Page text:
For many persecuted Christians in our world, this song might well be their heart's confidence (if they knew the words and tune).  The world allures; the world seeks to counterfeit, to corrupt and "catch" us, to get us to turn our back on our only hope--our divine Hope. (Romans 5:1-5)  For instance, 1 Timothy 6:6-10 describes those who, distracted by the allure of worldly wealth, strayed from faith, (from the Presence of God) and pierced themselves with many griefs.  They have fallen among thorns, carrying a heavy burden.  Matthew 8:21-22 likewise exemplifies one for whom worldly cares "catch" believers from the Presence of God.  Entertainment distracts.  Joshua (Joshua 24:15) gave his people a choice to serve God or...  Today, we have a choice of serving God or serving ourselves or the other idols of our attention. Anxieties distract. (Philippians 4:6-7)  Brother Lawrence found that, considering our human frailties and proclivities, it takes practice and effort of focus to remain in the Presence of God; but, he showed that it is possible to do so.  Indeed, as believers look forward to being present in God’s Presence throughout eternity; it behooves us to practice and thereby learn to live each day, present in the Presence of God in this life, as preparation for the next.  2 Corinthians 13:5-10 asks each of us to daily take stock of our walk of faith, our focus--to see if we remain in the Presence of God and Jesus Christ remains in us.  That's a legitimate test.  Pastor Richard Wurmbrand (founder of Voice Of The Martyrs) was once quoted as saying that it makes little difference, during torture, to recite the 23rd Psalm--if one hasn't walked with the Good Shepherd through the rest of one's life--practicing the Presence of God.  Senor Herrera described these things as "The presence of God makes us conscious that everything worldly is trivial, and temporary."  He would concur that this is a worthy practice.

Horacio states that "the bitterness of hardship will be changed in the sweetness of His presence.  After the desert of terrible trials will come the Canaan--a land flowing with milk and honey."  Perhaps not right away, but always in God's perfect timing.  Note that it is one's reaction to hardship that is changed in the sweet Presence of God.  God's Word describes weeping in the night--changed to joy in the morning (Psalm 30:5).  James talked about the process of translating suffering into joy (James 1:2-8); James describes how trials create steadfastness both perfect and complete. But this process happens in the Presence of God; outside of such Presence, there is doubt, instability, susceptibility to worldly buffeting and being torn between God and the world.  Jesus said that such double-mindedness is not a component of serving God and remaining in Him (Luke 16:13).  Perhaps the apostle Paul described an attitude toward the world that reflects being in the Presence of God, and the danger of leaving the Presence by responding to the allure of this fallen world. (Philippians 4:11-13; 1 Timothy 6:6-10)  Even Mark recounts the story of the rich young man who departed from Jesus, disheartened by Jesus having told him to go and sell all that he had--downcast because he had great possessions (Mark 10:22).  Jesus, Mark and Paul used the example of money as how people are "caught" or snagged by the world and removed from the Presence of God.  But there are other types of allure--fame and fortune, sex outside of marriage, alcohol and its deadening properties, drugs and the chemical high they offer, seeking the accolade of the secular world, freedom from opposition from the world, engaging in pornography, sex trafficking, involvement in current slavery trade, getting immersed in the occult--these and more are but a few of the gamut of worldly attractions that create distraction and dissatisfaction from remaining focused and present with God in Christ.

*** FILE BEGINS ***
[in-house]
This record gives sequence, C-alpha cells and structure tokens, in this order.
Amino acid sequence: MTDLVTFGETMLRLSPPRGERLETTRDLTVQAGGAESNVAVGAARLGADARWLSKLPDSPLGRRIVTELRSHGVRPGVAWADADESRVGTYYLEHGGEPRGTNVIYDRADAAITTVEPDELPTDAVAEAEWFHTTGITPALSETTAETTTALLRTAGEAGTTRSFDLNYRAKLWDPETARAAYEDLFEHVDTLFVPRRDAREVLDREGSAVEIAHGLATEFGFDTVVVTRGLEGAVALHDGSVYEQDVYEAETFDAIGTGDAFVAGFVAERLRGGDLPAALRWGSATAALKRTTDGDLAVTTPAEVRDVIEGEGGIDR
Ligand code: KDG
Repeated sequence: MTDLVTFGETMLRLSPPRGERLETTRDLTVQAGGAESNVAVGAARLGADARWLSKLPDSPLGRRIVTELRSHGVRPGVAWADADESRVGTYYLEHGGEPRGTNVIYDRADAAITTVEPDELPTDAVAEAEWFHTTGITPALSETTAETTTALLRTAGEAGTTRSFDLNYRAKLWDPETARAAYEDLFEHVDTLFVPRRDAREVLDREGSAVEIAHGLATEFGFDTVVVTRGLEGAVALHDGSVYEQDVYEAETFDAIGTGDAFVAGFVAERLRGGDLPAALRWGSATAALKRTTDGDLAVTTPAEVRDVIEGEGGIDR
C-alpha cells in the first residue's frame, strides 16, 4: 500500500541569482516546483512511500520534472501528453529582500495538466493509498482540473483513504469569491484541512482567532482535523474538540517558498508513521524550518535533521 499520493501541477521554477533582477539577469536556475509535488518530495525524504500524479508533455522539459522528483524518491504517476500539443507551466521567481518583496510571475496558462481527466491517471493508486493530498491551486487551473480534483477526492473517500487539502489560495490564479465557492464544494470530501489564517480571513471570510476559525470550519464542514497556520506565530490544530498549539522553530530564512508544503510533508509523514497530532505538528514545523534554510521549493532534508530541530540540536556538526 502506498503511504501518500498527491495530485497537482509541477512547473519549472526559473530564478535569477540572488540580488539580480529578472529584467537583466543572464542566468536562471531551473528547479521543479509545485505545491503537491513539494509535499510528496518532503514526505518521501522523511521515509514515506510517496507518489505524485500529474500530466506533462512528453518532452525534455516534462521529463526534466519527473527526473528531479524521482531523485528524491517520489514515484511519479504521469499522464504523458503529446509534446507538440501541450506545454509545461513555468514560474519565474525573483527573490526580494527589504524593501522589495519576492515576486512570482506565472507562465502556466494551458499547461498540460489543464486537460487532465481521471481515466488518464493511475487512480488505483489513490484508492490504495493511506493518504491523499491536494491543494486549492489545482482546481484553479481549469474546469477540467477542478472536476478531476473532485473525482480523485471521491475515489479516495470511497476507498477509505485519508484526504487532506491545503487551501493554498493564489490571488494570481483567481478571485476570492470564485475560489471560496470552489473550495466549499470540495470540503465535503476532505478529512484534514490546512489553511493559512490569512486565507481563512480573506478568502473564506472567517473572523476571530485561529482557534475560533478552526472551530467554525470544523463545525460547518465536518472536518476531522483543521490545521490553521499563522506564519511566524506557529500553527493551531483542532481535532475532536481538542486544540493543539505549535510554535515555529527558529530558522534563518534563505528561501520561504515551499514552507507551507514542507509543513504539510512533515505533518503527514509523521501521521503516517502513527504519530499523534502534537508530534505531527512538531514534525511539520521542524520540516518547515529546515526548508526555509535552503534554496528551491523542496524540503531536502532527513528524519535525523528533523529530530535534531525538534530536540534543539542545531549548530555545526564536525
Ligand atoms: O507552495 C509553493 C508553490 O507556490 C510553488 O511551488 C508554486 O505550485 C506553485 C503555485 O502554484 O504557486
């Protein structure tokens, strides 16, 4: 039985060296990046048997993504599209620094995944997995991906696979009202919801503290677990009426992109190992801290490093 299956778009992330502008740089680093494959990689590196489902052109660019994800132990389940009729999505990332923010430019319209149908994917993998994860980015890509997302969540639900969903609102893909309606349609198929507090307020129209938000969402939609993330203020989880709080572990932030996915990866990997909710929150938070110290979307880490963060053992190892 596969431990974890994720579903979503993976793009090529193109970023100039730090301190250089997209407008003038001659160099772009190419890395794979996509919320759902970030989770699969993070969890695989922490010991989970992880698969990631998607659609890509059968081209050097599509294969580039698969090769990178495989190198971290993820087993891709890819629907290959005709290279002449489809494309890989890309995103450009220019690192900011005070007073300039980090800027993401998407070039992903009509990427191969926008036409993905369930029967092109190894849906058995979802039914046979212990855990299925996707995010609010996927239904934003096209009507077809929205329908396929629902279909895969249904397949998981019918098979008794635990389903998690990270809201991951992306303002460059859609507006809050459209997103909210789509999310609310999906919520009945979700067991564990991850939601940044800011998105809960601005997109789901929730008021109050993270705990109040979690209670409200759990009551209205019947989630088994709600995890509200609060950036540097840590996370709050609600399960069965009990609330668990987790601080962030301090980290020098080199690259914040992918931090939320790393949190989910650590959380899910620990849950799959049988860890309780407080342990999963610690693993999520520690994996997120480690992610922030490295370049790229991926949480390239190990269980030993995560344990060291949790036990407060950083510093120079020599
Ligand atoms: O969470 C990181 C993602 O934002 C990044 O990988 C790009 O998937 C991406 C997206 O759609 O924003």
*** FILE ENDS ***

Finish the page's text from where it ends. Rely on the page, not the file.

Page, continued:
The Psalmist wrote Psalm 84:10--a testimony to the unparalleled joy of being in the Presence of God.  It is better to spend one "day" in God's Presence, than a thousand days outside of God's company.  Let us be faithful to the One Who bought us with His blood.  Let us exert ourselves to practicing the Presence of God--shunning the Vanity Fair described in A Pilgrim’s Progress, avoiding the plight of Hopeless described in its pages, and the various entrapments spoken of--that seek to waylay Christian.  Jesus tells us "I am coming soon.  Hold fast what you have, so that no one may seize your crown.  The one who conquers, I will make him a pillar in the temple of my God.  Never shall he go out of it, and I will write on him the name of my God, and the name of the city of my God, the new Jerusalem, which comes down from my God out of heaven, and my own new name. He who has an ear, let him hear what the Spirit says to the churches.' (Revelation 3:11-13)  Let us remain in the Presence of God--pillars in His temple, and never to leave.  "If the road is full of thorns and the cross is heavy, a moment in His presence will compensate for all."  With Horacio, may our "moment" become a lifetime--and then eternity.